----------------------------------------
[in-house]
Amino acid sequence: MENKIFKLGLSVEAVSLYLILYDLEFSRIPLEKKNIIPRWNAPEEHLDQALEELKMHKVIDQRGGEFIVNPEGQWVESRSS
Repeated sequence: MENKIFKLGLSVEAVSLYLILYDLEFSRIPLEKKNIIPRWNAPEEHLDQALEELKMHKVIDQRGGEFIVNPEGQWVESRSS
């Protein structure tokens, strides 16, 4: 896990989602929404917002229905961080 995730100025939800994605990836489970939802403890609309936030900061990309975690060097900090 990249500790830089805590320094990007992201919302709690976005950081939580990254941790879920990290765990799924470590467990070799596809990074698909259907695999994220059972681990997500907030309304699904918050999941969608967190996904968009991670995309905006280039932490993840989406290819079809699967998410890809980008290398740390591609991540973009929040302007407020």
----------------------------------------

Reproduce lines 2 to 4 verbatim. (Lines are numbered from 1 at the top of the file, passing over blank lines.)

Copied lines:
Amino acid sequence: MENKIFKLGLSVEAVSLYLILYDLEFSRIPLEKKNIIPRWNAPEEHLDQALEELKMHKVIDQRGGEFIVNPEGQWVESRSS
Repeated sequence: MENKIFKLGLSVEAVSLYLILYDLEFSRIPLEKKNIIPRWNAPEEHLDQALEELKMHKVIDQRGGEFIVNPEGQWVESRSS
């Protein structure tokens, strides 16, 4: 896990989602929404917002229905961080 995730100025939800994605990836489970939802403890609309936030900061990309975690060097900090 990249500790830089805590320094990007992201919302709690976005950081939580990254941790879920990290765990799924470590467990070799596809990074698909259907695999994220059972681990997500907030309304699904918050999941969608967190996904968009991670995309905006280039932490993840989406290819079809699967998410890809980008290398740390591609991540973009929040302007407020």